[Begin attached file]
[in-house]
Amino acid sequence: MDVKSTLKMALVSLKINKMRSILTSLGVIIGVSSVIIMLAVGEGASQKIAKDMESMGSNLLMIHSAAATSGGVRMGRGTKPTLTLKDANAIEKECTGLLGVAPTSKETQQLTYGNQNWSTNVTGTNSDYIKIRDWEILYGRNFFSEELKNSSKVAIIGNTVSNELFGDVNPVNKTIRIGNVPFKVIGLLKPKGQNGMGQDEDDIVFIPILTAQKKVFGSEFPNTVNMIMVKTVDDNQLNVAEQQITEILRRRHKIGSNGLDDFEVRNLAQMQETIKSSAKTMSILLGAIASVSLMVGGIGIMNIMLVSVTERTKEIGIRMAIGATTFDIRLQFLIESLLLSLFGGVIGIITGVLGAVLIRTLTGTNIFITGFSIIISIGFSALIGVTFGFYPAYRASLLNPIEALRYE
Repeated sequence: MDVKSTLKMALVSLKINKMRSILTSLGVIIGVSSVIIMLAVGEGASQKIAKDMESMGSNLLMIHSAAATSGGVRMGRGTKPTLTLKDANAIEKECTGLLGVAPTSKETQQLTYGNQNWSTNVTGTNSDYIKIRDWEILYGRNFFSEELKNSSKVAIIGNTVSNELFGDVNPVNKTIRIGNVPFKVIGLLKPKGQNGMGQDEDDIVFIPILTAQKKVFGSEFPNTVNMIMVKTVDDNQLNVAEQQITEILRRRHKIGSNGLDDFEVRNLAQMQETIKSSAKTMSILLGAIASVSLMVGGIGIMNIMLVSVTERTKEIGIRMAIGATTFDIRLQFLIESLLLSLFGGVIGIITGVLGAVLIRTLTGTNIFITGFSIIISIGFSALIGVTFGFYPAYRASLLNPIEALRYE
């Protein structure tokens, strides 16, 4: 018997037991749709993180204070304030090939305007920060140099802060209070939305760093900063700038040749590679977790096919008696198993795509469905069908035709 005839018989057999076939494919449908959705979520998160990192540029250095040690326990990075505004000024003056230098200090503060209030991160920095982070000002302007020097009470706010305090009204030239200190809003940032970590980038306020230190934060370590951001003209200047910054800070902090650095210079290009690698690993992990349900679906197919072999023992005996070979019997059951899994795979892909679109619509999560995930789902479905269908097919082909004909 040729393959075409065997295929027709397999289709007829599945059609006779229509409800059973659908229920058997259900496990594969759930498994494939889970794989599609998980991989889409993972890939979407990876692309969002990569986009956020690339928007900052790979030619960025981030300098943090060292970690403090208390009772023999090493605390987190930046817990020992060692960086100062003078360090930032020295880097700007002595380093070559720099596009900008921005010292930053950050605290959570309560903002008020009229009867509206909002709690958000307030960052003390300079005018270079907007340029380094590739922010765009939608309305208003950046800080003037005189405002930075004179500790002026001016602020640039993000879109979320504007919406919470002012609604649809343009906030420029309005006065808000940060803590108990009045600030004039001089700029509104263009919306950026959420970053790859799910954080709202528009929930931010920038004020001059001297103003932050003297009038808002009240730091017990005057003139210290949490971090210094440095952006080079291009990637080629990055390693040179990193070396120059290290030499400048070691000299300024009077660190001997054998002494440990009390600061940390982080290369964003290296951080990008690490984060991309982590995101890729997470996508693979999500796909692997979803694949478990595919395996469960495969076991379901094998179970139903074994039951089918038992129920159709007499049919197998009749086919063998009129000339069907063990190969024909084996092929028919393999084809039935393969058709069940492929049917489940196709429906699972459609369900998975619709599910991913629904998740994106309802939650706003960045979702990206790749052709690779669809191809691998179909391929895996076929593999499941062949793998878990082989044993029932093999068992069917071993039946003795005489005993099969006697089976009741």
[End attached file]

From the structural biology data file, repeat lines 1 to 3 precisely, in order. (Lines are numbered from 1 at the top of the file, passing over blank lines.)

[in-house]
Amino acid sequence: MDVKSTLKMALVSLKINKMRSILTSLGVIIGVSSVIIMLAVGEGASQKIAKDMESMGSNLLMIHSAAATSGGVRMGRGTKPTLTLKDANAIEKECTGLLGVAPTSKETQQLTYGNQNWSTNVTGTNSDYIKIRDWEILYGRNFFSEELKNSSKVAIIGNTVSNELFGDVNPVNKTIRIGNVPFKVIGLLKPKGQNGMGQDEDDIVFIPILTAQKKVFGSEFPNTVNMIMVKTVDDNQLNVAEQQITEILRRRHKIGSNGLDDFEVRNLAQMQETIKSSAKTMSILLGAIASVSLMVGGIGIMNIMLVSVTERTKEIGIRMAIGATTFDIRLQFLIESLLLSLFGGVIGIITGVLGAVLIRTLTGTNIFITGFSIIISIGFSALIGVTFGFYPAYRASLLNPIEALRYE
Repeated sequence: MDVKSTLKMALVSLKINKMRSILTSLGVIIGVSSVIIMLAVGEGASQKIAKDMESMGSNLLMIHSAAATSGGVRMGRGTKPTLTLKDANAIEKECTGLLGVAPTSKETQQLTYGNQNWSTNVTGTNSDYIKIRDWEILYGRNFFSEELKNSSKVAIIGNTVSNELFGDVNPVNKTIRIGNVPFKVIGLLKPKGQNGMGQDEDDIVFIPILTAQKKVFGSEFPNTVNMIMVKTVDDNQLNVAEQQITEILRRRHKIGSNGLDDFEVRNLAQMQETIKSSAKTMSILLGAIASVSLMVGGIGIMNIMLVSVTERTKEIGIRMAIGATTFDIRLQFLIESLLLSLFGGVIGIITGVLGAVLIRTLTGTNIFITGFSIIISIGFSALIGVTFGFYPAYRASLLNPIEALRYE